the place I am, lnclined to the former
theory. The young woman must have
A M USEM ENTS
ftELASCO THEATER B^C.WA.MS? wa
Tonight— Matinee Tomorrow
Ths B«iM«a The*t«r Stack Compftny r.r«s*nta the funnl«at farc« ever written,
[Charley's Aunt
FRtCES-Evurr nlKht, B"<\ J.V\ fifoi »m1 75e. Mutln* 1 * Tom«rrnw-Jsc, Sso and Mo. N*xl
W>«k-.tni»»ph Arthnr'a fimmn fninwly ilram» : "t,O3T mVBR."
JUtASOH OPERA HOUSE '$&*s£&
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Proiluftloii nt Wlater'i Romance,
The Virginian wltb Dustin Farnum
. A BTinniNO DRAMA OF" TIIH PLAINS. ■
Beata now ftti »»!». TTm:Kfl-2lic, B<*. 7Ec. ll.fffl unrt 11, 80. TCT.H. 70,
MASOH OPERA HOUSE u"m.. ( .MM?J?
•""* FIVE NICJHTS, COMMENCING TUESDAY, APRIL 11, WITH A SATURDAY
MATINEH—
nunRA Grace Van Studdiford r-
In the Original Oorircotis DITTI FCATHITD
Comic Opt*ra Production JKc.il JP JL/\1 ULK
Thu N*w York Presentation In ltd Kntlrcty. Principal*, Hall<it, Chorus and Increase! Or-
r.hcatia. Hcata how on pale. PRICBB— Mq, fflc, TJo, U.W and Jt.M. TBLB. 7«.
ODHHFITA/T BPRINQ STREET, Petween Second and Third
RVtinUM -.. Bolh p hO nei 1447.
MODERN VAUDEVILLE
CLAYTON WHITR-MATUra STUART CO., In "PARIS": MCMAHON'B MINSTREL MAIDS
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BAILOR and BARBARETTO. up-to-date Sonjra; FOUR BENSATIONAI. BOIBES, Wonderful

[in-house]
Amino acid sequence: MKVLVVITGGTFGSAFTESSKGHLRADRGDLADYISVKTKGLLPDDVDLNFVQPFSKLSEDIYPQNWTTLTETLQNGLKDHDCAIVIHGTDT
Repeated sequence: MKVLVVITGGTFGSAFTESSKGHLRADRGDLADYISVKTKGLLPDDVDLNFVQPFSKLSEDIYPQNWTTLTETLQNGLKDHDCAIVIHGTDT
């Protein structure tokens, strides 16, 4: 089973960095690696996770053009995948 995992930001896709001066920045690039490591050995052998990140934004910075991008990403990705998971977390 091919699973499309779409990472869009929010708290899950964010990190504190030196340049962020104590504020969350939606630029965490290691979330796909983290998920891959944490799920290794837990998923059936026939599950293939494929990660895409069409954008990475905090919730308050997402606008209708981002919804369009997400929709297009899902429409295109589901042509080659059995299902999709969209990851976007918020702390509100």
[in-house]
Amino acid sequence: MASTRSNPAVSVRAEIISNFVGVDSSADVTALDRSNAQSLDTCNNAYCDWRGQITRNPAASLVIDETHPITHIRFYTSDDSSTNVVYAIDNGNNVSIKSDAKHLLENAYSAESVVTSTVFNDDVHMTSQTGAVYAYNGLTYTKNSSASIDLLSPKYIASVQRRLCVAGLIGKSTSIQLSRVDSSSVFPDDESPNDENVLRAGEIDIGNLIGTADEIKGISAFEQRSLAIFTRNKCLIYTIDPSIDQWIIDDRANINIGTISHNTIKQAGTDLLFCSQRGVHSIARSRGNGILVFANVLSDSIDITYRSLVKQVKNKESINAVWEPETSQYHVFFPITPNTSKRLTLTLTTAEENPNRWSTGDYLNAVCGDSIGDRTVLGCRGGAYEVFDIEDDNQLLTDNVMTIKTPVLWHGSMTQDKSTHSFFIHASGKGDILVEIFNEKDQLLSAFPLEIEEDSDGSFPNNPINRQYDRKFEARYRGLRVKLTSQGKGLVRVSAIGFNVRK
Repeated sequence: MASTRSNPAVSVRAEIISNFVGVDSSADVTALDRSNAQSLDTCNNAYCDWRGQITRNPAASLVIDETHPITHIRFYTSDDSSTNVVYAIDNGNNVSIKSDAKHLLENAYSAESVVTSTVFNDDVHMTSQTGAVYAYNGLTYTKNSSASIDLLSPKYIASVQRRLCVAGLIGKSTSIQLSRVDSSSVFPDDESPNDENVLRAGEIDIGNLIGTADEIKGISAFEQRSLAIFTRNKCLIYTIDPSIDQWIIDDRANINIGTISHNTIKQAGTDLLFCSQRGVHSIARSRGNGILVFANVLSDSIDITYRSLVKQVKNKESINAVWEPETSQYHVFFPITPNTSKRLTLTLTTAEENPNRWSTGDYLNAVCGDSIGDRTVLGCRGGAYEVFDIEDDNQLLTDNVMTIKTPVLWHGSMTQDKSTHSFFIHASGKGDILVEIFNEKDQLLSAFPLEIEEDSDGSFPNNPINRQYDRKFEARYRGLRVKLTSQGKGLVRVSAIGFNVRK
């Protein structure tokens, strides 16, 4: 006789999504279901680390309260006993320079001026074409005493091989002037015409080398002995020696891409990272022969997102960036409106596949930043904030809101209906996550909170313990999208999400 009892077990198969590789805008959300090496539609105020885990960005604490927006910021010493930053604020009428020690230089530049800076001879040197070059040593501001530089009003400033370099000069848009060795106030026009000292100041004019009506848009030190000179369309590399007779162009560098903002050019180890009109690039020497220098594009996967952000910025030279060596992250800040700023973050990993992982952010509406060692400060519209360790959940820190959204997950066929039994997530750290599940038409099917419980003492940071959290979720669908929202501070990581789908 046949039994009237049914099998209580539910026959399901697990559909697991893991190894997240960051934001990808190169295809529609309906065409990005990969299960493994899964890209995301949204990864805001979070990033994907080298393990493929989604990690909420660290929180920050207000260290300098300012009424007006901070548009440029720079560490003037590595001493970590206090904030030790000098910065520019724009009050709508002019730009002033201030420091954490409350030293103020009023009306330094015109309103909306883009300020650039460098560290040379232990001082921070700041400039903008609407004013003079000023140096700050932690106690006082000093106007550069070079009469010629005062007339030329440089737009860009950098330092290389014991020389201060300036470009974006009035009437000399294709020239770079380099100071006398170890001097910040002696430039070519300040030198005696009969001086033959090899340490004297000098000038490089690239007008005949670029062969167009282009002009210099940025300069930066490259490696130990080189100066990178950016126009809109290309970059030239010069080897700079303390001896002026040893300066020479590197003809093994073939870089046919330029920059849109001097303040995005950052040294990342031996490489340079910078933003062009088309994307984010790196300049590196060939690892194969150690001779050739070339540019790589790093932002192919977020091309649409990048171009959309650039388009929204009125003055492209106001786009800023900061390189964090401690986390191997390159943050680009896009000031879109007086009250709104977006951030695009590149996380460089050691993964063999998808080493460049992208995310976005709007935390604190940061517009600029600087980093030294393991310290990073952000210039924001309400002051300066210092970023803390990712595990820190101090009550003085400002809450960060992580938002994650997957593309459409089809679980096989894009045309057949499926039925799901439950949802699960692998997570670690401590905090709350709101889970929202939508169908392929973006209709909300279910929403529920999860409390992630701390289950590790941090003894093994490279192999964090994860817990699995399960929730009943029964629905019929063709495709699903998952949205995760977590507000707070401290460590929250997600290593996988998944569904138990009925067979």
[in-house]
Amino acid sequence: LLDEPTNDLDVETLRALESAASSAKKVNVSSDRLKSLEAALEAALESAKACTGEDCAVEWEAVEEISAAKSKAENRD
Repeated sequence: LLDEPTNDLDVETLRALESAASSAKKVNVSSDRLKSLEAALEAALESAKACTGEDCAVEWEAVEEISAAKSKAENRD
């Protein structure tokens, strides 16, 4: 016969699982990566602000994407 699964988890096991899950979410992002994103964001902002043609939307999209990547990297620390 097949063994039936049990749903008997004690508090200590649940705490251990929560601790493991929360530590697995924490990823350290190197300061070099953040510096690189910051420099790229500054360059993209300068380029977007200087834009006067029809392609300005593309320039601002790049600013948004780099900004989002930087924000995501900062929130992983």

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Plicea aa Uaual— loc, 23c, 600. Matlneri Wednesday, Saturday, Sunday.
**\n fl\TT\ norn/I t-irtrrvn' MAIN ST.. Between First' and Beoond
f2K<ttA(U %JHC.KJt iiUUJC rhone«: Main 1567; Home 411
** SAME OLD SUCCESS—
THE ULRICH STOCK COMPANY
In the Absorbing- Drama-THE SIGN OF TUB FOUR-Conan Doyle's Greateat Adventure of
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Matlr.ses Sunday, Tuesday and Saturday, 10c and 25c; Evenings 10c, 250 and Me. Next Week—
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JLfOROSCO'S BURBANK THEATER ei *™ oo ™ D w\ A ™
•' '■* Positively th« blggeat. bullleat, brightest, bett show In town.
TONIGHT! 1 All Week— Matinee Saturday— The Burbank Stock Company la ,
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SEE the Japanese Village, the Harbor and Fortification!, the Wowing: Up of the "Retvljan"
and the Naval Attack on Port Arthur.
PRICES: 10c and 2,'c: Matinees. Evenlnga, 10c, 25c, Siic and 60c.
Nut Week— "Mf'NTE CRISTO." '